Using RGBW as an example, the following equation is the constraint used to numerically solve for the C weighting coefficients:
The notation xSW, ySW and zSW refer to the CE xyz chromaticity values for the SW measured white sub-pixel. While the notation AWX, AWY and AWZ refer to the CIE XYZ tri-stimulus values for the AW measured white with all the primaries on full.
Equation 1 may be used to solve for the values of the Cr Cg Cb and Cw weighting coefficients, then these may be used with the primary chromaticity values to create an equation to convert RGBW values into CIE XYZ tri-stimulus values. For a multi-primary system with more primaries, there would simply be more “columns” in the equation. For example, a display with a cyan primary would have measured chromaticity values xc yc and zc. Then there would also be an additional weight coefficient Cc to solve for. In the case of a multi-primary display without a white sub-pixel, there would be no column with xSW, ySW and zSW values and no Cw coefficient to solve for. It should be appreciated that the term “column” is used loosely here. Equation 1 is a matrix with only one column in it, but it is derived from a matrix with a separate column for each primary.
The weight coefficients from equation 1 may be used to build a matrix for converting RGBW (or other multi-primary systems) into CIE XYZ. This in turn may be used to create a set of matrices for converting CIE XYX value into RGBW (or other multi-primary systems). These matrices may be combined with conversion matrices that convert source data, for example sRGB, to and from CIE XYZ. Then it is possible, with a single matrix multiply, to convert source data directly to any multi-primary system.
Equation 1 uses the measured SW chromaticity of the white sub pixel and the measured AW tri-stimulus values of the white point. This produces the mathematically correct conversion, but with results that sometimes may seem unexpected. For example, if the input data is sRGB, then it has the D65 white point assumption. However if the white point AW of a multi-primary display is not D65, then the sRGB white value (255,255,255) will not result in a multi-primary value of (255,255,255,255). It is usually expected that the brightest possible input value to result in the brightest possible output value. However, that “brightest possible” result may not always give the correct color. If that color error is not acceptable, one solution that has been used is to replace AW in equation 1 with D65 resulting in the following equation:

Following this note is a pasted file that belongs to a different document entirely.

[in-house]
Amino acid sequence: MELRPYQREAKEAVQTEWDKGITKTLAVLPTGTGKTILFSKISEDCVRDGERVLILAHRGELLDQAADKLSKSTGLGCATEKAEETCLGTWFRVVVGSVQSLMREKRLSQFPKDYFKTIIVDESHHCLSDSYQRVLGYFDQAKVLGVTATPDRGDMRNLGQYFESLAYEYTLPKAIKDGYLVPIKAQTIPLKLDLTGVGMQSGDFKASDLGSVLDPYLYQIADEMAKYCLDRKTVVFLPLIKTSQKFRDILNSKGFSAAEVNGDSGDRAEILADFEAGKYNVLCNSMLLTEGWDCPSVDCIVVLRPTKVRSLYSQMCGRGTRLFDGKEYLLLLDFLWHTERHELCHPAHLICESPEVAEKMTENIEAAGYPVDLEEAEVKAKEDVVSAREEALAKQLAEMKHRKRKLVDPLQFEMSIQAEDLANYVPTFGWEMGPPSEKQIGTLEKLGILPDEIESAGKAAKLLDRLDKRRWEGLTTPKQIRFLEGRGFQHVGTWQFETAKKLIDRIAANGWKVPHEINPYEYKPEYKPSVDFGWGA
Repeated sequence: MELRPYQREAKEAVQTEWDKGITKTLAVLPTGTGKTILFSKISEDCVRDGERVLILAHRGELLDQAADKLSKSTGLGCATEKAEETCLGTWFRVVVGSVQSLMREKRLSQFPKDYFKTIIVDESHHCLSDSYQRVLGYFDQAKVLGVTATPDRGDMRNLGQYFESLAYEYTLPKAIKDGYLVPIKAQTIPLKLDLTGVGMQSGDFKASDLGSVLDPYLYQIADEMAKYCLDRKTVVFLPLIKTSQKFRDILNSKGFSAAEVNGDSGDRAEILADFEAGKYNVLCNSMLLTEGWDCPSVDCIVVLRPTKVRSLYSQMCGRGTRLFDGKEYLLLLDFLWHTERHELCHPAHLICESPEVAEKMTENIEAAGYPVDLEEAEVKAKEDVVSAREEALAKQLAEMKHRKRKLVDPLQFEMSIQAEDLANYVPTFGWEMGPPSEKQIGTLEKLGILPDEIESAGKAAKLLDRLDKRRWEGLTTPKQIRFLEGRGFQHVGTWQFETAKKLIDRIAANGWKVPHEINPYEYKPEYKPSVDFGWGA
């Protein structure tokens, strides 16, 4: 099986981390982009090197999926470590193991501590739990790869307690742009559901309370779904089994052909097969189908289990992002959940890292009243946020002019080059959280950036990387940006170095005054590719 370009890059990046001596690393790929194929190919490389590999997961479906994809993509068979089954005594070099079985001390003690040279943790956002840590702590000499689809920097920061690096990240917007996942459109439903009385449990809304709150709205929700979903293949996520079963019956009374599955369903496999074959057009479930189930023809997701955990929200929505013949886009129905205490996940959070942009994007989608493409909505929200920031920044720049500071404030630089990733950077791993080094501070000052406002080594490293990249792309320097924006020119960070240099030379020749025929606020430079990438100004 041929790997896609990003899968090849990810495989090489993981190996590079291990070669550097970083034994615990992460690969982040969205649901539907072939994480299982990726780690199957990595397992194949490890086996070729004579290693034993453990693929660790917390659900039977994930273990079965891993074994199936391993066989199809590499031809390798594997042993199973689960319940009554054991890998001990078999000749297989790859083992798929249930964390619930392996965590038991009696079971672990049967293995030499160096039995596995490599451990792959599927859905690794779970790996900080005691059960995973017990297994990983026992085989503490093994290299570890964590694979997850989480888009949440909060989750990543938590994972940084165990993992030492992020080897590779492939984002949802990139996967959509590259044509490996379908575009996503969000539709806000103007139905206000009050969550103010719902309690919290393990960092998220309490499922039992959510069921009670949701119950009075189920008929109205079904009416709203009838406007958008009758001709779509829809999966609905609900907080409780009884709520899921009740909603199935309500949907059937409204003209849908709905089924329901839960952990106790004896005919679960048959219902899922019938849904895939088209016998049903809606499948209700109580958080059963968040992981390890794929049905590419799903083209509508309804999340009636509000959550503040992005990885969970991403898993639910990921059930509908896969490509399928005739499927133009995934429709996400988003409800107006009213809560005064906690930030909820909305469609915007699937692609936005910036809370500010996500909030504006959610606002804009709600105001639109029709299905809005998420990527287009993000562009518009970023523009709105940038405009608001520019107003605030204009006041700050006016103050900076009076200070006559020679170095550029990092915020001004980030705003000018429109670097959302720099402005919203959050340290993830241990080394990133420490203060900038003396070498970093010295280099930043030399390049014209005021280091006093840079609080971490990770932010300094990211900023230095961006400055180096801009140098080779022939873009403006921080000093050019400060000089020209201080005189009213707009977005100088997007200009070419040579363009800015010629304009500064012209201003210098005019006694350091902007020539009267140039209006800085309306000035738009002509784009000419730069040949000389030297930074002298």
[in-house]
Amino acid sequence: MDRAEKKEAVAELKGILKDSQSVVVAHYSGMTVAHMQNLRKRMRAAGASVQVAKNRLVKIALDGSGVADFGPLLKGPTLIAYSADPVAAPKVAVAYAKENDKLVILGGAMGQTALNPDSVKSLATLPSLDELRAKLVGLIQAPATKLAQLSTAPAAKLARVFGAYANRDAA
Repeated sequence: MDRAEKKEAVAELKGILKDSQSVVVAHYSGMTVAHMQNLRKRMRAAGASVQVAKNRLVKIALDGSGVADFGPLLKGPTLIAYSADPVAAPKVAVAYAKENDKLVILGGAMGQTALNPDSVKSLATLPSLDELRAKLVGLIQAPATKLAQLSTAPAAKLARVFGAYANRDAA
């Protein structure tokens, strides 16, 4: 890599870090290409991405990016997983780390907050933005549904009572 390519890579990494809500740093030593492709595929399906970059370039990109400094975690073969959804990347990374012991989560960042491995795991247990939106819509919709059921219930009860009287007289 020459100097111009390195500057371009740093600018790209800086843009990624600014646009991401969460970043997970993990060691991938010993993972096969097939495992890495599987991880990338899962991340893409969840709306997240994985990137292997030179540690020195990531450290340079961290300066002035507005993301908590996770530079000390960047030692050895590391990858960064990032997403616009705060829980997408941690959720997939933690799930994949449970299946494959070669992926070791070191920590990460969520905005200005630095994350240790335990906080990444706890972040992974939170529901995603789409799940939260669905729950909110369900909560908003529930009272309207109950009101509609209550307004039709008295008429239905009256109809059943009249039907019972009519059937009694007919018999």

When all the multi-primary matrices are re-calculated from this starting point, the resulting matrices have the “expected” result of converting sRGB (255,255,255) into the multi-primary values (255,255,255,255). If the measured AW white point is reasonably close to D65, this may be a reasonable approximation. Also, if the backlight is modified until the measured AW white point is in fact D65 then equation 2 is mathematically correct and so is the “expected” result. However this may require a special backlight that would add to the cost of the display.
Therefore, equation 1 may suffice as a starting point to build the conversion matrices. For example, using the measured chromaticity values from an RGBW panel in equation 1, when sRGB (255,255,255) is the input color, one example might produce an RGBW color of (176,186,451,451). This is out of gamut, so gamut clamping or scaling may be used to bring it back into range. The result after this step is (99,105,255,255). If this particular panel was known to have a very “warm” or yellow white point, then this conversion may work by leaving the white and blue sub-pixels on full while decreasing the red and green sub-pixel values. There is a color in sRGB that does map to the AW measured white point and comes close to having all the multi-primaries on full. By using the inverse conversion on the measured AW color and applying gamut clamping as required the sRGB color closest to “full on” turned out to be (255,244,135) on this particular RGBW display. This is a bright yellow color, as expected from the observation and measurement of the display white point.
Choosing a Desired White Point:
It is often desirable to have controls on a monitor to change the “color temperature” of the display. For example,
The matrix in equation 3 may be generated using a standard set of chromaticity values and the D65 white point. It is also possible to re-calculate a conversion matrix that assumes a different white point and use that instead of the standard matrix. Below the steps that suffice are shown:
In Equation 4, the matrix of standard chromaticity values for sRGB can be inverted and multiplied by the D50 CIE XYZ vector, for example, to produce the vector of weighting coefficients in one step.